Casinos and other sportsbook operators are focused on making sports betting convenient and competitive. Probably the most important aspect of the new sports betting opportunities involves its legality – today, bettors are protected in ways they never were before.
In the past, if a sports fan wanted to place a wager on the outcome of a single game, the only option available involved wagering in an unregulated and unsafe illegal market. That meant putting personal information and finances at risk. Now, there are multiple opportunities to place bets on sport without worrying about putting data and trust in the hands of criminals and having no oversight authority to whom to turn in cases of dispute.
Today, in sports betting states, anyone can walk into a legal brick-and-mortar sportsbook or make a bet online with assurance that all data and activity is safeguarded by state regulators and gaming operators.
States that are in the process of legalizing sports betting would be wise to look at New Jersey as an example of a state that has been successful in its first year of sports wagering. Observers note that the legal market has, from the outset, operated with the best interests of the local consumers. Seventy percent of NJ sports bettors who presently participate in the illegal market said they are planning to move some or all of their business to legal markets. That is mainly due to the state’s focus on offering a competitive product.
From the outset, New Jersey lawmakers rejected special interest demands that would have diminished the competitiveness of the state’s legal sportsbooks. They include demands that the state impose league-proposed integrity fees, collect high taxes and impose mandated data monopolies. Instead, New Jersey choose to emphasize convenient mobile access and private business agreements between operators, gaming companies and leagues. The market is thriving thanks to the availability of multiple betting options.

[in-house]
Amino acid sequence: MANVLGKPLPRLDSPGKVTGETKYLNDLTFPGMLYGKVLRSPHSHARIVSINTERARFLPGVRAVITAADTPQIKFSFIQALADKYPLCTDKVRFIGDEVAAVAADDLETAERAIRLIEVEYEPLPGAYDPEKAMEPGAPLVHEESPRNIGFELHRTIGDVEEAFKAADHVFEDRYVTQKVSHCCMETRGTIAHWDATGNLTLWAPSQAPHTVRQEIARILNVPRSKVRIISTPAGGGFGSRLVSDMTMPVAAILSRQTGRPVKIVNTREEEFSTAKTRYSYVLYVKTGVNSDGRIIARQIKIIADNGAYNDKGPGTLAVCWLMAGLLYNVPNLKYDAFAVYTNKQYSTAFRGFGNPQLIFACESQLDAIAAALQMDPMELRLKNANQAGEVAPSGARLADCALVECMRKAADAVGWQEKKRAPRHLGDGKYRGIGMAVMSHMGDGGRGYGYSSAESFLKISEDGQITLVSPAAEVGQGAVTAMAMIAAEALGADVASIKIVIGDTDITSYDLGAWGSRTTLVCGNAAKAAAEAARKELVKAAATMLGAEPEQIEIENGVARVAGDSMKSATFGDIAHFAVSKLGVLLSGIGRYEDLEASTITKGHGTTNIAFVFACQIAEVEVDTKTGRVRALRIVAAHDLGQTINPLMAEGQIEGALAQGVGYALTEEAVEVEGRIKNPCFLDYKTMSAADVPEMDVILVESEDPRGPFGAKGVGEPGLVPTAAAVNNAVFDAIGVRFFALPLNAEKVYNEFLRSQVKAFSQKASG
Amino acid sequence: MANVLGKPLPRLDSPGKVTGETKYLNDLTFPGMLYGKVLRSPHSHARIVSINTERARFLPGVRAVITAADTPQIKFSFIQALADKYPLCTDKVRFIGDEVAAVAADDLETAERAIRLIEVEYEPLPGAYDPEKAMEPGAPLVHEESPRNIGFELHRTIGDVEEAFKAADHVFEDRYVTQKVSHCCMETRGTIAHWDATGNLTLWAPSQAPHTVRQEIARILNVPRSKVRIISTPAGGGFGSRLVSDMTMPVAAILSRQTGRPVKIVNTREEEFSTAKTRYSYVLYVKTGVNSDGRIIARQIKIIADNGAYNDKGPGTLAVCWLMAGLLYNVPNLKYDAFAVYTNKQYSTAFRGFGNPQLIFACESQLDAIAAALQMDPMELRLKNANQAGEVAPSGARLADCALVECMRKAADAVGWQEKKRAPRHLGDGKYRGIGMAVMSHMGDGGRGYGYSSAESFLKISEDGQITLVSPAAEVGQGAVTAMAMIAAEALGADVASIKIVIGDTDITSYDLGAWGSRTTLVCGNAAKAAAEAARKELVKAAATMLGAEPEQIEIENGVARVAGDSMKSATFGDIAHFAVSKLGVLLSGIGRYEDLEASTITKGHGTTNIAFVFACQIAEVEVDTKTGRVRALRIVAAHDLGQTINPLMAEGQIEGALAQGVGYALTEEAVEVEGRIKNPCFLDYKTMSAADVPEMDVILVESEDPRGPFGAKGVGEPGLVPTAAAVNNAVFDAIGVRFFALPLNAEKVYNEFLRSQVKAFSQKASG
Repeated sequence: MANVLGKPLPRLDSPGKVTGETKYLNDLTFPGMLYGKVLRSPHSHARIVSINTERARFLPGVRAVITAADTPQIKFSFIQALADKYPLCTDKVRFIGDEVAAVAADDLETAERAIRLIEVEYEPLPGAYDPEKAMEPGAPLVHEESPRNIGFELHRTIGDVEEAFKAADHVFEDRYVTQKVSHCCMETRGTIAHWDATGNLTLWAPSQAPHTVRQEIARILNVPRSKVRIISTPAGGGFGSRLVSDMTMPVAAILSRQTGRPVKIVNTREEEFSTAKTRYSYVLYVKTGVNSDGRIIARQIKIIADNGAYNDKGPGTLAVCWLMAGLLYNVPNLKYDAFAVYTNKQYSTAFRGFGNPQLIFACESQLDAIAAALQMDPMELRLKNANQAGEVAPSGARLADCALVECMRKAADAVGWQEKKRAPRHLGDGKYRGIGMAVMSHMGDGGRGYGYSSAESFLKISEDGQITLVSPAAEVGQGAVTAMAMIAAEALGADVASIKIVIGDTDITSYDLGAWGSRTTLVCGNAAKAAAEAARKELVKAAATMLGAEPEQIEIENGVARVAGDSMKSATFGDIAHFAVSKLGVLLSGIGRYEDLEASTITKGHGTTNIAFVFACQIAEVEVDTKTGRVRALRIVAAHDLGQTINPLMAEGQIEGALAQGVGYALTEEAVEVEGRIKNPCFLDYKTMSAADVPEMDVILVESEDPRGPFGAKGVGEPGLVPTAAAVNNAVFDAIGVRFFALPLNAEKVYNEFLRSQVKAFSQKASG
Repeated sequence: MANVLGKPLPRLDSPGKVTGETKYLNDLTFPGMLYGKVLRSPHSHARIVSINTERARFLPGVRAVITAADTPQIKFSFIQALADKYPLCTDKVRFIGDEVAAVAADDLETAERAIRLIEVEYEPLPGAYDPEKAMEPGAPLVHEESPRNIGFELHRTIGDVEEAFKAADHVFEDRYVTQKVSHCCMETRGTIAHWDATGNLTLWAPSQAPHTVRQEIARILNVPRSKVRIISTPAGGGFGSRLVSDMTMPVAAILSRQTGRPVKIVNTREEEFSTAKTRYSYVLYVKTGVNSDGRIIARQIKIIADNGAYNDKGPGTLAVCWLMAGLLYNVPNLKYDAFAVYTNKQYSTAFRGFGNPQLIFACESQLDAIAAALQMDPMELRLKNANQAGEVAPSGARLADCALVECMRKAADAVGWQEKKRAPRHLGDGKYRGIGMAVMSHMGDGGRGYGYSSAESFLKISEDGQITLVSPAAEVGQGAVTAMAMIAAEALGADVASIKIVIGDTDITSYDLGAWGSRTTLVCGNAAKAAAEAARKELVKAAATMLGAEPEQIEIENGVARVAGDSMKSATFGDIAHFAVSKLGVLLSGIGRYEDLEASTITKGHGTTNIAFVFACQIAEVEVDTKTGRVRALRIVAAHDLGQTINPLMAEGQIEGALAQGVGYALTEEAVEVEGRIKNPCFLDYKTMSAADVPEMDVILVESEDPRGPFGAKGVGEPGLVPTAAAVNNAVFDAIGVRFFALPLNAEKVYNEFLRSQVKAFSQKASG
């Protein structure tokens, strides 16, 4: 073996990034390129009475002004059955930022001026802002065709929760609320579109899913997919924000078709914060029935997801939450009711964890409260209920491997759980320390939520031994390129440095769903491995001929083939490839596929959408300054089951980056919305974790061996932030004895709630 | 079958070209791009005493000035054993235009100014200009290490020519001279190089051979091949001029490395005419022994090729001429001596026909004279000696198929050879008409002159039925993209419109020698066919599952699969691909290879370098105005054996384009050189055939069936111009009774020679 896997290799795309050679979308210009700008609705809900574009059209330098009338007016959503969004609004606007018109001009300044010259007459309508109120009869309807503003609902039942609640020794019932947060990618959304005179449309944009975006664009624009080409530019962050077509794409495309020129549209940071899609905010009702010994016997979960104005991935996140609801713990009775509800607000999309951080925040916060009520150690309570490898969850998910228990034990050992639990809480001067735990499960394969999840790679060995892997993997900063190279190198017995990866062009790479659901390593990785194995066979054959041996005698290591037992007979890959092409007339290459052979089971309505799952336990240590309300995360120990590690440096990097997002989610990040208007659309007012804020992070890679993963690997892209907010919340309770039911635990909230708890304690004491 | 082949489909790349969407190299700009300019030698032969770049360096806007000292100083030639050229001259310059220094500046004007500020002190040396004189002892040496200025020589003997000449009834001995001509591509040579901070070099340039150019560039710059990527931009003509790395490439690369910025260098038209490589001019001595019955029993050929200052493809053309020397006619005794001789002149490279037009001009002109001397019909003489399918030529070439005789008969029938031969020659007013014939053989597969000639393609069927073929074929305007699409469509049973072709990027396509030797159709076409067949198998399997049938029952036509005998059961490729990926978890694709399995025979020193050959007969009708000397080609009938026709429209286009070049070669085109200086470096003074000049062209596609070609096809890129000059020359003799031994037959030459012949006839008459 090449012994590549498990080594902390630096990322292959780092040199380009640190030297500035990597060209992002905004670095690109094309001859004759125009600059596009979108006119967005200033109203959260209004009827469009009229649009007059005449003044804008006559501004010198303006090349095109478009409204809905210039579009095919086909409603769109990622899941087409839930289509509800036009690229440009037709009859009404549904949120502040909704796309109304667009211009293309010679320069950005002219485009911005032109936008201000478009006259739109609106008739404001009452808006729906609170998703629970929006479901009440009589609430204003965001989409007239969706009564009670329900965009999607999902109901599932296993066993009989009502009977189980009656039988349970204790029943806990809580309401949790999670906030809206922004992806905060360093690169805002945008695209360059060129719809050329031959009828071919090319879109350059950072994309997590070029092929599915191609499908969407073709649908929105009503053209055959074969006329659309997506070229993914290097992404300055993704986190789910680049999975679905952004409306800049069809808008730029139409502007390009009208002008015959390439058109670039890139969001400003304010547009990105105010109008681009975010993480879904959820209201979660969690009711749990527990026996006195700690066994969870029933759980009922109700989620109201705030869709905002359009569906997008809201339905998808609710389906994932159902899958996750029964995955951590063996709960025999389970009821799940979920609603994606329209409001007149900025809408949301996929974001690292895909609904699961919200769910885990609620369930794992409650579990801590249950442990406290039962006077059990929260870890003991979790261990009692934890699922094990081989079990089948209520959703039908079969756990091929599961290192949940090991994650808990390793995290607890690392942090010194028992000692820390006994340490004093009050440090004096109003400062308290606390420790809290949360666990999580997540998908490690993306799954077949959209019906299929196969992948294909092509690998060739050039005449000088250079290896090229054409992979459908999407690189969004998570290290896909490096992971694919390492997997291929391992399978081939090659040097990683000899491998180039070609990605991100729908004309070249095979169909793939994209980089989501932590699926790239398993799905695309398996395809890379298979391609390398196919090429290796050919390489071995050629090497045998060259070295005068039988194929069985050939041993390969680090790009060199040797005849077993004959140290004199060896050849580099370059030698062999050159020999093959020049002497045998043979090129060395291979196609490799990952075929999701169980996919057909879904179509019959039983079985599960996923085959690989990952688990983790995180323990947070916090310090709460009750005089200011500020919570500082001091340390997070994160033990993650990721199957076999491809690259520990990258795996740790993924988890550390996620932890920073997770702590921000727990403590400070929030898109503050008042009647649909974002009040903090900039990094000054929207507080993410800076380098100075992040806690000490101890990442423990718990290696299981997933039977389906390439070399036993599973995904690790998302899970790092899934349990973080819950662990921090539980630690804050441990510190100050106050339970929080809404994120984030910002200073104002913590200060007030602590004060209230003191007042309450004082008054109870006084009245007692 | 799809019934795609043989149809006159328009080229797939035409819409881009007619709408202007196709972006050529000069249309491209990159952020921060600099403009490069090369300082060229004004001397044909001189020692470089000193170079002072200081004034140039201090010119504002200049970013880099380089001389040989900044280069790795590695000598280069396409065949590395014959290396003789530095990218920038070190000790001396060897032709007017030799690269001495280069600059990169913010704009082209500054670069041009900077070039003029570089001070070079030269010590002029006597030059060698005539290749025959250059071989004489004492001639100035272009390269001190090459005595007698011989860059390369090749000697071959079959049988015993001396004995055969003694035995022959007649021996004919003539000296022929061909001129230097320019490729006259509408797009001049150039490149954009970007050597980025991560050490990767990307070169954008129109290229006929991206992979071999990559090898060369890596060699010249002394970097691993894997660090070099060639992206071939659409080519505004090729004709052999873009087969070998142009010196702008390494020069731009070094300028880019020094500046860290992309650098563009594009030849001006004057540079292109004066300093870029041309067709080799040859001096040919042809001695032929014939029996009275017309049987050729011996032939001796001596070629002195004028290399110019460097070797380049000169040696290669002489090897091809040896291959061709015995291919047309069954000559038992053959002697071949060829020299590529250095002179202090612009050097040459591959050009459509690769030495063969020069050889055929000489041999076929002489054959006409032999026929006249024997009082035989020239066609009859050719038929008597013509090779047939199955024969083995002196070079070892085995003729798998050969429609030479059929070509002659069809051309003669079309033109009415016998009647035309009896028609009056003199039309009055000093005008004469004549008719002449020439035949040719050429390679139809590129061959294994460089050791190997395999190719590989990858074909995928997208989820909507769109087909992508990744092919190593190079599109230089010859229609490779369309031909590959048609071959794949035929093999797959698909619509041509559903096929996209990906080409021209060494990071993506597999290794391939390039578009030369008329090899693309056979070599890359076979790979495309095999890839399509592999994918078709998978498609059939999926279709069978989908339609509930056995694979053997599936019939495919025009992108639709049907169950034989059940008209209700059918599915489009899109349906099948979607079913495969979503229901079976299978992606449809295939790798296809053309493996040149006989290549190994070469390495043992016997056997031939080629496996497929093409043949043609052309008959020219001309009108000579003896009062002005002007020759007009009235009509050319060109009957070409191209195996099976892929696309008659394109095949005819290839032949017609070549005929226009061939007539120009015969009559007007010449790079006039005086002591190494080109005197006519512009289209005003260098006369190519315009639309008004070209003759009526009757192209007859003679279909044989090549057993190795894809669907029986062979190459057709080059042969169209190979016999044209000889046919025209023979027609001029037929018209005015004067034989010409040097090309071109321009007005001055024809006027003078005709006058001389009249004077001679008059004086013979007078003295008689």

New Jersey is not the only state to enact successful legal sports betting legislation. There are legal, single-game sports betting operational in Pennsylvania, Rhode Island, West Virginia, Mississippi, Delaware and New Mexico. Those are in addition to the sports betting operations in Nevada which have been operating for decades. There’s been almost $3 billion in legal wagers since last May in these states alone, with eight additional states plus the District of Columbia ready to act on sports bills that have been passed but not yet implemented.
Observers believe that 10 additional states will legislate sports betting this year and up to 20 in 2020. Even those politicians and officials who originally opposed sports betting have come to understand that the demand is high and if the state governments can’t provide sports betting opportunities, other, non-legal sources are ready and willing to step in.
As additional states and tribal nations pursue legal sports betting, analysts are encouraging policy makers to create laws that emphasize policies that promote consumer protections, reject narrow interest group lobbying, deliver valuable tax revenue for states and tribal nations and enable fair market competition to eliminate the illegal market.